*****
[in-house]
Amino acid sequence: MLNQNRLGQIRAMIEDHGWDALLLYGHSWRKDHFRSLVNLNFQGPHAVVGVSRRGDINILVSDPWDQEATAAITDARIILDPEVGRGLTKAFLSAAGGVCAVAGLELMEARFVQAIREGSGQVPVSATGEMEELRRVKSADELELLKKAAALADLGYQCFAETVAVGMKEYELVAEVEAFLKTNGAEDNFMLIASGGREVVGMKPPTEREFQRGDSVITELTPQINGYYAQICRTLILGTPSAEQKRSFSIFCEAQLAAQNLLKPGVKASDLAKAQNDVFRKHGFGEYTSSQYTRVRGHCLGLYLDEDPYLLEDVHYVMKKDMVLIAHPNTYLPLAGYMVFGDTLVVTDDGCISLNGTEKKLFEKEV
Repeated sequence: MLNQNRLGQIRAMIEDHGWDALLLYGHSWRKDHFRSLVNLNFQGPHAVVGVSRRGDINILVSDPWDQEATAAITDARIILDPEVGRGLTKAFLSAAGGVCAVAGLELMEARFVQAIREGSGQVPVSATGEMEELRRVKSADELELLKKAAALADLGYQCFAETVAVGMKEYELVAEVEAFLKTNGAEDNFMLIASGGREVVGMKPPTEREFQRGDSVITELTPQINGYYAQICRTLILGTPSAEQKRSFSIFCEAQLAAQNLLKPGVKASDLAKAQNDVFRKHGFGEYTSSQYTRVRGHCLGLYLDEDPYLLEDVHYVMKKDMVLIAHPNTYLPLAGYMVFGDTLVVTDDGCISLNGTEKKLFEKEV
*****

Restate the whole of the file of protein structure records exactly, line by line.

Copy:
[in-house]
Amino acid sequence: MLNQNRLGQIRAMIEDHGWDALLLYGHSWRKDHFRSLVNLNFQGPHAVVGVSRRGDINILVSDPWDQEATAAITDARIILDPEVGRGLTKAFLSAAGGVCAVAGLELMEARFVQAIREGSGQVPVSATGEMEELRRVKSADELELLKKAAALADLGYQCFAETVAVGMKEYELVAEVEAFLKTNGAEDNFMLIASGGREVVGMKPPTEREFQRGDSVITELTPQINGYYAQICRTLILGTPSAEQKRSFSIFCEAQLAAQNLLKPGVKASDLAKAQNDVFRKHGFGEYTSSQYTRVRGHCLGLYLDEDPYLLEDVHYVMKKDMVLIAHPNTYLPLAGYMVFGDTLVVTDDGCISLNGTEKKLFEKEV
Repeated sequence: MLNQNRLGQIRAMIEDHGWDALLLYGHSWRKDHFRSLVNLNFQGPHAVVGVSRRGDINILVSDPWDQEATAAITDARIILDPEVGRGLTKAFLSAAGGVCAVAGLELMEARFVQAIREGSGQVPVSATGEMEELRRVKSADELELLKKAAALADLGYQCFAETVAVGMKEYELVAEVEAFLKTNGAEDNFMLIASGGREVVGMKPPTEREFQRGDSVITELTPQINGYYAQICRTLILGTPSAEQKRSFSIFCEAQLAAQNLLKPGVKASDLAKAQNDVFRKHGFGEYTSSQYTRVRGHCLGLYLDEDPYLLEDVHYVMKKDMVLIAHPNTYLPLAGYMVFGDTLVVTDDGCISLNGTEKKLFEKEV